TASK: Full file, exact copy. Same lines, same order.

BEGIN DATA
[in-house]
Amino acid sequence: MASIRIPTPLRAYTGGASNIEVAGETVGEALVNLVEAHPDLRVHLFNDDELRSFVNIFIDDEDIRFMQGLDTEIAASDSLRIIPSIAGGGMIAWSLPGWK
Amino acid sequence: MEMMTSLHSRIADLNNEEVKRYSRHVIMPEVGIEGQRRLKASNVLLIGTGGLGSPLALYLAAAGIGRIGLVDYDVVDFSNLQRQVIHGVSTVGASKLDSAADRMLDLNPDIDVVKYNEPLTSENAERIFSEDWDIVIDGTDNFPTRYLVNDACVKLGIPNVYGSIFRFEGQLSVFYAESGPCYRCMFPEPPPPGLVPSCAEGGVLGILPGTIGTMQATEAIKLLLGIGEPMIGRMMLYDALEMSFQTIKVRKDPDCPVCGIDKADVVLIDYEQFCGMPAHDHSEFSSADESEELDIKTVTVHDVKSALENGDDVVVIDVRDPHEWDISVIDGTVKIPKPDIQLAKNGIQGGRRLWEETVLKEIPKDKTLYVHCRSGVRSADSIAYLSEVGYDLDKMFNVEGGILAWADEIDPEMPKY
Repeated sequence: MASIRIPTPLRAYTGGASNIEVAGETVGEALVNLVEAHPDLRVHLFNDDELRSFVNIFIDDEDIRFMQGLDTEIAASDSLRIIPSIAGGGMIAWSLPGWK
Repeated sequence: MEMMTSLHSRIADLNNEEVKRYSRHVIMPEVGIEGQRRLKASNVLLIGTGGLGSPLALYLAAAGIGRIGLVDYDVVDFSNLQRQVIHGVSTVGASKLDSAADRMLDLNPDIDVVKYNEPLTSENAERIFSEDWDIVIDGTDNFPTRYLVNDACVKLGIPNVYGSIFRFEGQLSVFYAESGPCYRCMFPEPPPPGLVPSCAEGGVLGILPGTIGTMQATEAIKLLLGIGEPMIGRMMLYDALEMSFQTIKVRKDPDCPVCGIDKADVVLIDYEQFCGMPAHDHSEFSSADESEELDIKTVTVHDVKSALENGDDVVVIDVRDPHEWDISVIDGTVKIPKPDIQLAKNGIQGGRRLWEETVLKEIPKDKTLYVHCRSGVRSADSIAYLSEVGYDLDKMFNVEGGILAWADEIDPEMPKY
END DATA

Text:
[in-house]
Amino acid sequence: MASIRIPTPLRAYTGGASNIEVAGETVGEALVNLVEAHPDLRVHLFNDDELRSFVNIFIDDEDIRFMQGLDTEIAASDSLRIIPSIAGGGMIAWSLPGWK
Amino acid sequence: MEMMTSLHSRIADLNNEEVKRYSRHVIMPEVGIEGQRRLKASNVLLIGTGGLGSPLALYLAAAGIGRIGLVDYDVVDFSNLQRQVIHGVSTVGASKLDSAADRMLDLNPDIDVVKYNEPLTSENAERIFSEDWDIVIDGTDNFPTRYLVNDACVKLGIPNVYGSIFRFEGQLSVFYAESGPCYRCMFPEPPPPGLVPSCAEGGVLGILPGTIGTMQATEAIKLLLGIGEPMIGRMMLYDALEMSFQTIKVRKDPDCPVCGIDKADVVLIDYEQFCGMPAHDHSEFSSADESEELDIKTVTVHDVKSALENGDDVVVIDVRDPHEWDISVIDGTVKIPKPDIQLAKNGIQGGRRLWEETVLKEIPKDKTLYVHCRSGVRSADSIAYLSEVGYDLDKMFNVEGGILAWADEIDPEMPKY
Repeated sequence: MASIRIPTPLRAYTGGASNIEVAGETVGEALVNLVEAHPDLRVHLFNDDELRSFVNIFIDDEDIRFMQGLDTEIAASDSLRIIPSIAGGGMIAWSLPGWK
Repeated sequence: MEMMTSLHSRIADLNNEEVKRYSRHVIMPEVGIEGQRRLKASNVLLIGTGGLGSPLALYLAAAGIGRIGLVDYDVVDFSNLQRQVIHGVSTVGASKLDSAADRMLDLNPDIDVVKYNEPLTSENAERIFSEDWDIVIDGTDNFPTRYLVNDACVKLGIPNVYGSIFRFEGQLSVFYAESGPCYRCMFPEPPPPGLVPSCAEGGVLGILPGTIGTMQATEAIKLLLGIGEPMIGRMMLYDALEMSFQTIKVRKDPDCPVCGIDKADVVLIDYEQFCGMPAHDHSEFSSADESEELDIKTVTVHDVKSALENGDDVVVIDVRDPHEWDISVIDGTVKIPKPDIQLAKNGIQGGRRLWEETVLKEIPKDKTLYVHCRSGVRSADSIAYLSEVGYDLDKMFNVEGGILAWADEIDPEMPKY